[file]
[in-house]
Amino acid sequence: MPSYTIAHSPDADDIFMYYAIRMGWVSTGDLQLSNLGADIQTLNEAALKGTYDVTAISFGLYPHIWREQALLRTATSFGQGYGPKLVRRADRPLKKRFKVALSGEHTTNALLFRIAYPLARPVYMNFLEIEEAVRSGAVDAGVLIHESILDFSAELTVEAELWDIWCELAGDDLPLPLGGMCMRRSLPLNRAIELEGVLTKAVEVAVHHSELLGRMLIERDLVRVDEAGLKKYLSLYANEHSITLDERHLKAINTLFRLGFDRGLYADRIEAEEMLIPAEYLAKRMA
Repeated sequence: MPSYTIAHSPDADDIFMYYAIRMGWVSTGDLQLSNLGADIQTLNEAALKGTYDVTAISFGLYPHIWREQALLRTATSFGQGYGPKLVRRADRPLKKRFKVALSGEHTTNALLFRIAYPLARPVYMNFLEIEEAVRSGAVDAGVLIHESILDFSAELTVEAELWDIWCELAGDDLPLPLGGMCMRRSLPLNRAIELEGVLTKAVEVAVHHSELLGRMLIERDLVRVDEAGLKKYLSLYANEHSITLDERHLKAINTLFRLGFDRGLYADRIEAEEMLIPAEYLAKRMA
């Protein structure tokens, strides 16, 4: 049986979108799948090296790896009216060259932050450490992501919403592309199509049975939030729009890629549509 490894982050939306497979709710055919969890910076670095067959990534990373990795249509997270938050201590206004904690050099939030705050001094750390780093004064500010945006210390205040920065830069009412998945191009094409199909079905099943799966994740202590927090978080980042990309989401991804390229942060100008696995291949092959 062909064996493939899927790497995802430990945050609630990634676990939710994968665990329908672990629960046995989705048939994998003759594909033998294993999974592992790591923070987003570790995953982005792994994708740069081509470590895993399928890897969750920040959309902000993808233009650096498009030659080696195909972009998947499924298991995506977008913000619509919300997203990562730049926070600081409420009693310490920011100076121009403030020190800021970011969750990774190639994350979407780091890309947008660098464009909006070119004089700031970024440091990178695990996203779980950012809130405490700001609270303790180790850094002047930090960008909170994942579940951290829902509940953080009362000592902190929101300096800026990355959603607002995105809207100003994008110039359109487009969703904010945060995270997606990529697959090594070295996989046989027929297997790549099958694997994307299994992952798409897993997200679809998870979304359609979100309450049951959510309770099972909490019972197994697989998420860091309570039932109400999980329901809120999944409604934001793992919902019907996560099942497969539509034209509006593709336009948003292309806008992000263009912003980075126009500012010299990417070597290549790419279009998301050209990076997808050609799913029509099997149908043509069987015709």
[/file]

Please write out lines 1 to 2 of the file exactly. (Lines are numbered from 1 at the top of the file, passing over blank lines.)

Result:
[in-house]
Amino acid sequence: MPSYTIAHSPDADDIFMYYAIRMGWVSTGDLQLSNLGADIQTLNEAALKGTYDVTAISFGLYPHIWREQALLRTATSFGQGYGPKLVRRADRPLKKRFKVALSGEHTTNALLFRIAYPLARPVYMNFLEIEEAVRSGAVDAGVLIHESILDFSAELTVEAELWDIWCELAGDDLPLPLGGMCMRRSLPLNRAIELEGVLTKAVEVAVHHSELLGRMLIERDLVRVDEAGLKKYLSLYANEHSITLDERHLKAINTLFRLGFDRGLYADRIEAEEMLIPAEYLAKRMA